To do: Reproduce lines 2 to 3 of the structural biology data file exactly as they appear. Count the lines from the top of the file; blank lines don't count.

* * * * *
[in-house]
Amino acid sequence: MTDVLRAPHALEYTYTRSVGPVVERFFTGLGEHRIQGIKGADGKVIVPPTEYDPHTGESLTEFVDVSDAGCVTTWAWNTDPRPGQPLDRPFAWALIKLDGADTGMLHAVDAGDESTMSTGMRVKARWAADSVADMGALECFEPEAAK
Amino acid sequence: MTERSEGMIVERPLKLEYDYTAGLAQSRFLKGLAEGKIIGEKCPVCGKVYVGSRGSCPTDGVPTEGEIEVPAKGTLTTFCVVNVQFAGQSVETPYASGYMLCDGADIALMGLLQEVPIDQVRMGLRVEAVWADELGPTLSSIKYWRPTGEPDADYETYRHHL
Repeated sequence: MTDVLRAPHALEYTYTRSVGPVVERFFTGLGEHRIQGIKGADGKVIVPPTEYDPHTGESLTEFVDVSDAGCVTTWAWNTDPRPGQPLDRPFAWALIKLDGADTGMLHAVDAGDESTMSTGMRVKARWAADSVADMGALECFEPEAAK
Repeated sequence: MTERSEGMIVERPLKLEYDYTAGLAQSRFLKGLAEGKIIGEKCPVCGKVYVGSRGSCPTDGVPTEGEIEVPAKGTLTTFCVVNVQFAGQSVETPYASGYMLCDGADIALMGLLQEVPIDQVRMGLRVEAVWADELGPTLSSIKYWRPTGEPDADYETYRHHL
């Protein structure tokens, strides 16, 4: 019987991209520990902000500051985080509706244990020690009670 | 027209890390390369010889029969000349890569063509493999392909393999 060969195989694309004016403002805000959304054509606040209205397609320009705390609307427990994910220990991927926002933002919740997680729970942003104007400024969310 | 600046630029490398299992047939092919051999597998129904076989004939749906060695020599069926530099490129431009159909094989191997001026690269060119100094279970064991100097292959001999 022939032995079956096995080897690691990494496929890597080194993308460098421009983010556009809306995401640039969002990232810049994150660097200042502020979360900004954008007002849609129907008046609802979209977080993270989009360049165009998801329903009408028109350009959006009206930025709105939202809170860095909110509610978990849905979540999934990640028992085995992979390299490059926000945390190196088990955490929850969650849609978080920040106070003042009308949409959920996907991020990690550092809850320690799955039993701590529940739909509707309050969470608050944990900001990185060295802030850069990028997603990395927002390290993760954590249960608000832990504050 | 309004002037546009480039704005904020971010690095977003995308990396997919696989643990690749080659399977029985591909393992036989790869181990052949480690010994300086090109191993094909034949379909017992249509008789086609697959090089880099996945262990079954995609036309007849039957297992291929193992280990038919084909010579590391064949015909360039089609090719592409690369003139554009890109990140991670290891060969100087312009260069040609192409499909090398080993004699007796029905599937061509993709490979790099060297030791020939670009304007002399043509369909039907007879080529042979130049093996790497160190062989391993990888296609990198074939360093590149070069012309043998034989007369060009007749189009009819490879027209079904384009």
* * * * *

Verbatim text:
Amino acid sequence: MTDVLRAPHALEYTYTRSVGPVVERFFTGLGEHRIQGIKGADGKVIVPPTEYDPHTGESLTEFVDVSDAGCVTTWAWNTDPRPGQPLDRPFAWALIKLDGADTGMLHAVDAGDESTMSTGMRVKARWAADSVADMGALECFEPEAAK
Amino acid sequence: MTERSEGMIVERPLKLEYDYTAGLAQSRFLKGLAEGKIIGEKCPVCGKVYVGSRGSCPTDGVPTEGEIEVPAKGTLTTFCVVNVQFAGQSVETPYASGYMLCDGADIALMGLLQEVPIDQVRMGLRVEAVWADELGPTLSSIKYWRPTGEPDADYETYRHHL